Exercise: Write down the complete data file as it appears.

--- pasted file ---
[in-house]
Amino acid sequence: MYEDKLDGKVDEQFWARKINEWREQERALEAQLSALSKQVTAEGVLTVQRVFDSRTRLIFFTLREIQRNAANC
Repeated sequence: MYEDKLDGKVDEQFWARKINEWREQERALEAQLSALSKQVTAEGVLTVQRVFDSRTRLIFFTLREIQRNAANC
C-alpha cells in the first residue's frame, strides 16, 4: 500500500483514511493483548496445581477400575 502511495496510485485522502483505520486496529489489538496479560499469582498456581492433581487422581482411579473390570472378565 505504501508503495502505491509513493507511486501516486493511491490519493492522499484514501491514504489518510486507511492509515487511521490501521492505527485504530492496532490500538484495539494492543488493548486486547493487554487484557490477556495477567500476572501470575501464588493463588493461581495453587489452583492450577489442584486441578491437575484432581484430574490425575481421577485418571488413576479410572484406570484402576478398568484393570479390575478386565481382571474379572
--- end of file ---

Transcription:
[in-house]
Amino acid sequence: MYEDKLDGKVDEQFWARKINEWREQERALEAQLSALSKQVTAEGVLTVQRVFDSRTRLIFFTLREIQRNAANC
Repeated sequence: MYEDKLDGKVDEQFWARKINEWREQERALEAQLSALSKQVTAEGVLTVQRVFDSRTRLIFFTLREIQRNAANC
C-alpha cells in the first residue's frame, strides 16, 4: 500500500483514511493483548496445581477400575 502511495496510485485522502483505520486496529489489538496479560499469582498456581492433581487422581482411579473390570472378565 505504501508503495502505491509513493507511486501516486493511491490519493492522499484514501491514504489518510486507511492509515487511521490501521492505527485504530492496532490500538484495539494492543488493548486486547493487554487484557490477556495477567500476572501470575501464588493463588493461581495453587489452583492450577489442584486441578491437575484432581484430574490425575481421577485418571488413576479410572484406570484402576478398568484393570479390575478386565481382571474379572